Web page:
* There certainly is scope to shave a few minutes off the schedules here and there.  Without any improvements to the infrastructure at all, there is already an additional two minute wait in up services at Worcestershire Parkway than is needed.  Targeted improvements, such as replacing the 25mph crossing at Norton Junction in the down direction with a 70mph one, and also upping the speed between Moreton (well, Aston Magna to be precise) and Evesham from 75mph to 90/100mph would help at the western end.  Upping the speed from Shipton to Moreton from 90mph to 100/110mph, and upping the speed at Wolvercote Junction from 40mph to 50/60mph, would also help in terms of giving an extra performance buffer and possibly enabling a minute or two to be trimmed here and there.


Overall though, an excellent effort.
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TonyN
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« Reply #7 on: January 11, 2021, 05:32:08 pm »

This certainly looks better than the task force proposal.

The main concern I have about the intermediate stations not getting a better service with the  task force proposal. Is that the prices will have to go up to pay for it. Passengers from every station will face fare increases but only Worcester Moreton and Hanborough passengers will benefit.

On the Cotswold line we have seen big jumps in fares caused by changing the off peak times on two occasions in recent years. First when the line was doubled and then in Dec 19 when the timetable was supposedly improved but in reality spoilt by removing the Reading stops in the evening peak.

These have meant that some passengers who use trains on the shoulder of the peak times have paid a lot more. Surely all prices should rise slightly to pay for improvements rather than a few going up a lot.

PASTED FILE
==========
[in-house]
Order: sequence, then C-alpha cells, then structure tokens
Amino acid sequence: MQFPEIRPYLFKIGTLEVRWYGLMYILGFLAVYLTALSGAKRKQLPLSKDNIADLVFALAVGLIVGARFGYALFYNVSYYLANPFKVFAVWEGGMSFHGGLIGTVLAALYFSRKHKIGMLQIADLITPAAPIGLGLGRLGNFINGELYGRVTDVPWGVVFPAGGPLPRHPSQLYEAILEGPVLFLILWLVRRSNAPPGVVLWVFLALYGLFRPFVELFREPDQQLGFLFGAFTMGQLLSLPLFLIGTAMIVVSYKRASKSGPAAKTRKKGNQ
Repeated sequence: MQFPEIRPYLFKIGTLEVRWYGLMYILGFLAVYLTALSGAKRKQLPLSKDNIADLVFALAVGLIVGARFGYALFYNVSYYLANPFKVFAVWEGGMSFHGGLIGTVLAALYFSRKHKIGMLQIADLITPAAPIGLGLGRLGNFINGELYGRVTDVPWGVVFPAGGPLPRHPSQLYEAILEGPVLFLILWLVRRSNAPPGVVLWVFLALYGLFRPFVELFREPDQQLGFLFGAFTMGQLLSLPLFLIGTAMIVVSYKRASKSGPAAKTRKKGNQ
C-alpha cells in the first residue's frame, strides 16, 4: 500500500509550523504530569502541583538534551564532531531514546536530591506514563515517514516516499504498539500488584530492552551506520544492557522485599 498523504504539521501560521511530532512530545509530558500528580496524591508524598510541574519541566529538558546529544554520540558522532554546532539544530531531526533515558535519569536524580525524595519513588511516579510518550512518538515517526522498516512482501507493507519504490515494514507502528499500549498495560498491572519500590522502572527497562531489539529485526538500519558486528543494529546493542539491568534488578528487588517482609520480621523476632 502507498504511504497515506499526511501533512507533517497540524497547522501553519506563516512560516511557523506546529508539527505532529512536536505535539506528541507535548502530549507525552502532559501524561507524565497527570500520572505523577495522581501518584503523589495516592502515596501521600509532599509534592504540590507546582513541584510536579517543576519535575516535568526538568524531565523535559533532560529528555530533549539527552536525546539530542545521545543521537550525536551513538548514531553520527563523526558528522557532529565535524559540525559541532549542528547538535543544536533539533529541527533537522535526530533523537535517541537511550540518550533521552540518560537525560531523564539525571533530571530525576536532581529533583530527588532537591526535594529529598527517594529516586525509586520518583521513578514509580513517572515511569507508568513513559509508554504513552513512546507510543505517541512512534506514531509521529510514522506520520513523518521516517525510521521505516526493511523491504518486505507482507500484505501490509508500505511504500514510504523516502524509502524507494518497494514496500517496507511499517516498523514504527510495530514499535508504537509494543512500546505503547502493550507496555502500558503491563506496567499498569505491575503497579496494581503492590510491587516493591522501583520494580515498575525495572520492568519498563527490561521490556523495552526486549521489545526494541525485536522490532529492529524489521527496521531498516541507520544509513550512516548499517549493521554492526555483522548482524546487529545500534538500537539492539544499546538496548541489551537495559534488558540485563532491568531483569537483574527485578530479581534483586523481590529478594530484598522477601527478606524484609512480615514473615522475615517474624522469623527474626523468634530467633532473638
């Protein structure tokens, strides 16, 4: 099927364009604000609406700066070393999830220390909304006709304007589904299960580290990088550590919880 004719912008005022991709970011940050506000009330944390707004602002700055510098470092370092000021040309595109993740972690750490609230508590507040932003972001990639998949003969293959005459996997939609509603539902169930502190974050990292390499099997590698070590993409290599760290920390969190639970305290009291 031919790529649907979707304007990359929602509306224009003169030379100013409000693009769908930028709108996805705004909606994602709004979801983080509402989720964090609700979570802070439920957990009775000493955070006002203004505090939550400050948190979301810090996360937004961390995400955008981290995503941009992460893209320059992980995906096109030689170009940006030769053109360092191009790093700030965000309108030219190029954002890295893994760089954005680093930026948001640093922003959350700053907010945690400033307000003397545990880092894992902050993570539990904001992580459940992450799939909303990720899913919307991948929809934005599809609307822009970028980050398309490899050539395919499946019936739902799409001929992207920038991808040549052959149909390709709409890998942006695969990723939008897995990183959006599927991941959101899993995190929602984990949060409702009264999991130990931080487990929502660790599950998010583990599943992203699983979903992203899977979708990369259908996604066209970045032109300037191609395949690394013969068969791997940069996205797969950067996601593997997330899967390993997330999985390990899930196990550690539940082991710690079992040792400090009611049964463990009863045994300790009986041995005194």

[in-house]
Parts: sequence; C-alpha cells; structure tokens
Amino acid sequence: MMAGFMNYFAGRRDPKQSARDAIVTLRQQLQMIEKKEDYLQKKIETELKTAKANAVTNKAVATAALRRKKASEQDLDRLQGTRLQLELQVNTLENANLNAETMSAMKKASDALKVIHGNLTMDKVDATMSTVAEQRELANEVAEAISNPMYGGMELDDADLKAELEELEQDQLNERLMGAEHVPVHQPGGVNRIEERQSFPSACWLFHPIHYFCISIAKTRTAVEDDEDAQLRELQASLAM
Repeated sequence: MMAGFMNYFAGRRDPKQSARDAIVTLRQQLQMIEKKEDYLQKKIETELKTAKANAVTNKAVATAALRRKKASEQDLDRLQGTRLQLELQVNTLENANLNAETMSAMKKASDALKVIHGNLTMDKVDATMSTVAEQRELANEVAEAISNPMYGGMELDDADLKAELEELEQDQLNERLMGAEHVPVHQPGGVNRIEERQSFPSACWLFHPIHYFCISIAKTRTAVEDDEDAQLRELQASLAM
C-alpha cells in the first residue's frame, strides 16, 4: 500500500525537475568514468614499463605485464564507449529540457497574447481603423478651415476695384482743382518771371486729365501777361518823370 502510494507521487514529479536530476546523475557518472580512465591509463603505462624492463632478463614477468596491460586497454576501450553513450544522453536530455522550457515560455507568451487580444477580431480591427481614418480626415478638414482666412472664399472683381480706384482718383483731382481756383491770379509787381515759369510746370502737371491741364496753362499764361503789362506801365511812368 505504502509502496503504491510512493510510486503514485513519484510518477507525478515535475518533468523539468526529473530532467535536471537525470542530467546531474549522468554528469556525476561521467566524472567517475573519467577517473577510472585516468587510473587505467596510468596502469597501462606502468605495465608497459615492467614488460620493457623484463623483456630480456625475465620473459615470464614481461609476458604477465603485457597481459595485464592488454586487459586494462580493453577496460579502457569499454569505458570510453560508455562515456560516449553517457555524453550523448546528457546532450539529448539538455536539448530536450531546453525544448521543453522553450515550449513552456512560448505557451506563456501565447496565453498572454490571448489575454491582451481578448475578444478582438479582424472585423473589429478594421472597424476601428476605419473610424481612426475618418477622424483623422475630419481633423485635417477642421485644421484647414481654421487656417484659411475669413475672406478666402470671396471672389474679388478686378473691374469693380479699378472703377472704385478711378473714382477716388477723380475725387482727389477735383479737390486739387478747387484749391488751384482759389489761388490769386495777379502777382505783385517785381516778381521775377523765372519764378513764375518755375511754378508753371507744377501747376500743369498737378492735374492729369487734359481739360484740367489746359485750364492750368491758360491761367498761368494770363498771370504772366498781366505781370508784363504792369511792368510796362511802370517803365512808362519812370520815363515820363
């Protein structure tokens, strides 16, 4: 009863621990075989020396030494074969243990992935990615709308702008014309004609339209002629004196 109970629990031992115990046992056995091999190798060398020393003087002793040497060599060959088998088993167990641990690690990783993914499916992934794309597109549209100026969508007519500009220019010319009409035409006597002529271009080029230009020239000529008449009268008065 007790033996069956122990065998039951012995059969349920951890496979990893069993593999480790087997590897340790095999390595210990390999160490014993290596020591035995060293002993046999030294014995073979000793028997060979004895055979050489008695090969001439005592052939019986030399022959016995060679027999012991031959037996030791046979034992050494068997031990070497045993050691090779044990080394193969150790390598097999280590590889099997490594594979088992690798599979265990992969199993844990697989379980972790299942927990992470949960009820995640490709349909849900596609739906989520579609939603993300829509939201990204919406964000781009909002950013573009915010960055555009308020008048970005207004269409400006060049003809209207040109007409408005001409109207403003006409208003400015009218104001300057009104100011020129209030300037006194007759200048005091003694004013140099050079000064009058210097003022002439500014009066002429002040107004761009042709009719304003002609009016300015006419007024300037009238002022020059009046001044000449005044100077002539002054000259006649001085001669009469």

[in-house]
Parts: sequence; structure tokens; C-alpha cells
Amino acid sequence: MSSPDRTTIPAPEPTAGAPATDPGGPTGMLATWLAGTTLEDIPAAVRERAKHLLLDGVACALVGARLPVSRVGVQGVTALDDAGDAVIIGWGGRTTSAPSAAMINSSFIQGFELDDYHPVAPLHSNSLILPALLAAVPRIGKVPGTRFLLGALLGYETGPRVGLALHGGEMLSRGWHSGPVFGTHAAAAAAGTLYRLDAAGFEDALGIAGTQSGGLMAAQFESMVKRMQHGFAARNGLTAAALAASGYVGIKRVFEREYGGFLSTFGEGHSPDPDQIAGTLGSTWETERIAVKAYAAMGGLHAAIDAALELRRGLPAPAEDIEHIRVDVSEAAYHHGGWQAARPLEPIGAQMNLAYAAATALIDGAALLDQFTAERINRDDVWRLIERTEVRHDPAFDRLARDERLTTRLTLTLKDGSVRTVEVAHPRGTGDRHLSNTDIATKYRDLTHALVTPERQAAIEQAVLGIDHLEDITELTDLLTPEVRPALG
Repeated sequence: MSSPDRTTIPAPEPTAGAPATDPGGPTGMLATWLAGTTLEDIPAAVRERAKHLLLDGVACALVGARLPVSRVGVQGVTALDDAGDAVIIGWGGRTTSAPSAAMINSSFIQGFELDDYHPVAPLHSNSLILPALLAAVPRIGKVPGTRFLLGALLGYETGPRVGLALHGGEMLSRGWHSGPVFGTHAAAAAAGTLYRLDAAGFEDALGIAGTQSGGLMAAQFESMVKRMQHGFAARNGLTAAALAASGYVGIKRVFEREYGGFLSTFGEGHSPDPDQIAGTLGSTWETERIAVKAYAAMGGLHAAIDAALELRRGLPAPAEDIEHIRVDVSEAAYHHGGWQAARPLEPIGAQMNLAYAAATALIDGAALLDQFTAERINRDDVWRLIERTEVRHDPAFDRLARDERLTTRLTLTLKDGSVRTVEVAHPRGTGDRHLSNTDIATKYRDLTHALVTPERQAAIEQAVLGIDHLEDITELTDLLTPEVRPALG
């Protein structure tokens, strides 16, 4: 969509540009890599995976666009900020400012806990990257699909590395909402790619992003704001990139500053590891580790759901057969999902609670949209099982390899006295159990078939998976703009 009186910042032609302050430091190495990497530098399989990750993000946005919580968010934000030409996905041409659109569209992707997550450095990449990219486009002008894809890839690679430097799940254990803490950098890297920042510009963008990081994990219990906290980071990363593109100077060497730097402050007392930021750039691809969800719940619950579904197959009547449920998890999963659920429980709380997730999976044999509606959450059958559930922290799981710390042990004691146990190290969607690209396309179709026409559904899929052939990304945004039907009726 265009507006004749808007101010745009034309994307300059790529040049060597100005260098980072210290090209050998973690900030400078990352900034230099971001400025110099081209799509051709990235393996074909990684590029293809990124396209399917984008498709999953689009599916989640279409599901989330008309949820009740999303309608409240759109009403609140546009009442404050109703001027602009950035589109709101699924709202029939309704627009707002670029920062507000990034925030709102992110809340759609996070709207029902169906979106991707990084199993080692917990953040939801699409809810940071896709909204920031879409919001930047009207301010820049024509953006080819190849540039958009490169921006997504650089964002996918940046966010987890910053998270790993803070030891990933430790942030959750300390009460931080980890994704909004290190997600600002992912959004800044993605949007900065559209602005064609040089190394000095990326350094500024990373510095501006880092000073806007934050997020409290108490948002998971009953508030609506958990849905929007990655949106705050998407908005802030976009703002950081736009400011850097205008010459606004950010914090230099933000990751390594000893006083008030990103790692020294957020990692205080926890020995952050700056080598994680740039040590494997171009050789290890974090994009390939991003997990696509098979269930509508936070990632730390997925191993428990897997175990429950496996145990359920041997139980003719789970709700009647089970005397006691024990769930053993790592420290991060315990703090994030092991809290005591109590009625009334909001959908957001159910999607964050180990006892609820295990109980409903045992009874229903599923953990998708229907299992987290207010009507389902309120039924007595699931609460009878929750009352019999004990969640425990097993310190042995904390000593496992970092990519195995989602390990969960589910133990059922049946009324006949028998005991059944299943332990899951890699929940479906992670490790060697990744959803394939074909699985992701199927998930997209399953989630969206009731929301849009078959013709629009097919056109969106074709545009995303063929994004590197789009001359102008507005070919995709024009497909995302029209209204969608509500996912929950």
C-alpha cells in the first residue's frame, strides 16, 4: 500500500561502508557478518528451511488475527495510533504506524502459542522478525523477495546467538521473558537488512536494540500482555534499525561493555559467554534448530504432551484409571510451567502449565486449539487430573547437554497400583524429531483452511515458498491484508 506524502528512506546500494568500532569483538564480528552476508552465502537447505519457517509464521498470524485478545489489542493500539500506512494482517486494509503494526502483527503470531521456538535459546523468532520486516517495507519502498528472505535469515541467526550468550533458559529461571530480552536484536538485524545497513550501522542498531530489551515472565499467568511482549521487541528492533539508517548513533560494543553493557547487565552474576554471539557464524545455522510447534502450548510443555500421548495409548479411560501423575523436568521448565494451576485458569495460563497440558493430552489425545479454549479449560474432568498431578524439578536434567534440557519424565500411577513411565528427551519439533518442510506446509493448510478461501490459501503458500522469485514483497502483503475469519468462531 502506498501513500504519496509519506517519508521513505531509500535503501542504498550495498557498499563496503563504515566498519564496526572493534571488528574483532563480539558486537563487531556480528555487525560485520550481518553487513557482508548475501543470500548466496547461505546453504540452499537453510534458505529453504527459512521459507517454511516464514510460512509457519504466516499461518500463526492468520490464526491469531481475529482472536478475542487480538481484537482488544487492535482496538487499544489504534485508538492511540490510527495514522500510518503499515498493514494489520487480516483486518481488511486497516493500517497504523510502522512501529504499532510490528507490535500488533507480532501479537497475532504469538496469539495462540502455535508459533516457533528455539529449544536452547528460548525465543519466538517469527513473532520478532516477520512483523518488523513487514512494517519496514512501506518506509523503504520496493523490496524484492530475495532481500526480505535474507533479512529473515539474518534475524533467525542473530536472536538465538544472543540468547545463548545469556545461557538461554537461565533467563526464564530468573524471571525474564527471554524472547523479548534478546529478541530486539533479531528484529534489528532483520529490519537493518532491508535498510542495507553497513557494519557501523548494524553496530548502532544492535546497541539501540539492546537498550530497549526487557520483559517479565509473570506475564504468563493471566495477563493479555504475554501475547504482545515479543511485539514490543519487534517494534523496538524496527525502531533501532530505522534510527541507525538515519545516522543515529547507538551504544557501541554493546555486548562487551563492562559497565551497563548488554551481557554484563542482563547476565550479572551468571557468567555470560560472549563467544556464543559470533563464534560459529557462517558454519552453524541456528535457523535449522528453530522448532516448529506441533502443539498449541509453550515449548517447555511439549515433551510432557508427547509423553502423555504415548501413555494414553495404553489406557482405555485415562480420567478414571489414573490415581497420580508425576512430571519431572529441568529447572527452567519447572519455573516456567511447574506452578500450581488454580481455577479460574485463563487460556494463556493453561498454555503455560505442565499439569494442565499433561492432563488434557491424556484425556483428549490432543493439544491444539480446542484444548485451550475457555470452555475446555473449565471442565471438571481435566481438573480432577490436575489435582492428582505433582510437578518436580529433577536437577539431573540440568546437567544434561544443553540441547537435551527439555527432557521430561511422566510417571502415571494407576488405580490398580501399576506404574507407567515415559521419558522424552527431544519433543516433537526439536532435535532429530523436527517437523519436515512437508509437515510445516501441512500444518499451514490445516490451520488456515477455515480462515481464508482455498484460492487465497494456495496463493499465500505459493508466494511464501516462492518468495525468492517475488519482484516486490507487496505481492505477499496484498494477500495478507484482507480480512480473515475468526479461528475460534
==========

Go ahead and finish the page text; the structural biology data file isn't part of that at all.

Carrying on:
An example being up trains around 07:45 and 08:25 from Pershore/Evesham. When the line was doubled the off peak concession to London was removed from these trains but a few local off peak fares remained available. Then in Dec 19 all off peak fares where removed and so the Senior/Disabled railcard concession went as well.

There will be issues with capacity at Worcester. I cannot see West Midland wanting to Divert one of their trains from Bham to Malvern to run to Evesham instead so it would have to be one of the Kidderminster line trains that was extended to Evesham/Honeybourne.
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TonyN
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« Reply #8 on: January 11, 2021, 09:39:26 pm »

A couple of further comments.

The single to double line points at Pershore can be as far west as Drakes Broughton. Any further west would require a new bridge over the minor road from  Drakes Broughton to Stonebow. This bridge was replaced with a single line structure in the 1990s.

While Evesham has expanded a lot in the last 30 years most of the housing and commerce is south of the river Avon and a long way from the station. In normal times the station car park is full on weekdays. You only have to try and drive from north to south through the town to realise that most people drive to get to the town centre, so are unlikely to walk from the housing areas south of the river to the station. So I think the potential for extra business at Evesham is limited. There is however space that could be used additional car parks around Honeybourne station and  maybe even a bigger car park at Pershore sometime this century.